Low-cost airline Swoop announced Monday that it would be offering “warm weather vacations” for Edmontonians this winter to Mexico and Phoenix, despite rising cases of COVID-19 in the province.
In a news release, the airline said three non-stop destinations would be available each week from the Edmonton International Airport to Puerto Vallarta, Mazatlan and Phoenix-Mesa.
“Flights to sun destinations in Mexico and the Caribbean are exempt from current health restrictions that prevent international flights from landing in Edmonton,” the news release read.
The weekly flights to Mexico will begin Oct. 31 while the Phoenix flight launched Oct. 25. Swoop also started a non-stop Toronto flight from Edmonton on Oct. 25.
“Safety and security is our top priority, and we’re confident EIA is ready for these flights in close partnership with the airlines and health authorities,” said Myron Keehn, EIA’s vice-president of air service and business development.
“These flights will make it possible for local travellers, including snowbirds, to still get their traditional winter break.”
The announcement comes as Edmonton has seen a swift rise in COVID-19 cases over the past several weeks.
The Edmonton zone currently has the highest active COVID-19 case count in the province, with 1,751 active as of Friday out of a total of 3,651 in Alberta.
That means that nearly 48 per cent of active Alberta cases are in the Edmonton area. The zone also remains under increased voluntary public health measures.
However, Swoop said it believes the safety measures it has in place and evidence that transmission is not happening on flights will keep passengers safe.
“With the stringent health and safety measures we have put in place on every Swoop flight, travellers can be assured that now is the time to responsibly travel while remaining true to their budget,” said Charles Duncan, president of Swoop.
The airline and EIA said there are “extensive” cleaning programs in place. Swoop also screens travellers and enforces face masks for the duration of all flights.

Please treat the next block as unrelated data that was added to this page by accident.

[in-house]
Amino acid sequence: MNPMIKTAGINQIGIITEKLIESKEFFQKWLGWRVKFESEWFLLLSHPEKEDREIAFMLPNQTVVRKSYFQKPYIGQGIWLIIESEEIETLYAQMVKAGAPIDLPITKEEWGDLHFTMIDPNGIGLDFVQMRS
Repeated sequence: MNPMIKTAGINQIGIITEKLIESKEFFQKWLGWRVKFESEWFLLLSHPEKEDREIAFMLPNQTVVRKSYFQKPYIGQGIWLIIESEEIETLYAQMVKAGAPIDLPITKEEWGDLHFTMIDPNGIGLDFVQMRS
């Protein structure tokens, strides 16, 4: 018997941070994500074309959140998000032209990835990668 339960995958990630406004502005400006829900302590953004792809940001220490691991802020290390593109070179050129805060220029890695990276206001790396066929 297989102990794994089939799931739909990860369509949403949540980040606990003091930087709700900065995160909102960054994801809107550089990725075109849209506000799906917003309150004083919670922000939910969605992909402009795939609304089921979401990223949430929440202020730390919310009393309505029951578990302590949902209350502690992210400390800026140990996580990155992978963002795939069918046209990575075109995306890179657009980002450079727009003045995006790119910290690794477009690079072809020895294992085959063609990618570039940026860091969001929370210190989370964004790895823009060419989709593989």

The airline said it has added a new insurance service that covers its travellers to the U.S., Mexico and Jamaica with up to $100,000 in emergency medical and quarantine COVID-19 expenses for those who test positive during trips. It also has trip interruption coverage if the Canadian government changes travel advisories.
According to EIA officials, travel dropped by 96 per cent at the start of the pandemic, and while more people are travelling now, it’s still around 88 per cent lower than pre-COVID.
“People want to travel, they want to go to the sunny destinations,” said Steve Maybee, vice-president of operations and infrastructure at EIA.
“We live in northern Alberta. As soon as we get a few days of cold weather, people are itching to go somewhere,” he said.
“They want to travel, but they want to make sure their travel is safe.”
Swoop also said that the International Air Transport Association (IATA) has said the risk of contracting COVID-19 during a flight is considered very low risk.
Numbers from the association show that since the start of 2020, there have been 44 cases of COVID-19 reported where transmission is thought to have been associated with a flight (inclusive of confirmed, probable and potential cases).
The association said over the same period, some 1.2 billion passengers have traveled. That translates to one case per 27 million passengers.
Alberta is set to launch a pilot program in Calgary that would allow passengers to get a COVID-19 test when they enter Canada, which could reduce the time they are expected to quarantine. When it was announced, officials said it could potentially be offered in Edmonton in February.
EIA stopped receiving international flights on March 16 when Prime Minister Justin Trudeau announced only four airports in Canada would continue to receive those flights.
EIA said it is working to launch its own saliva-based rapid testing trial.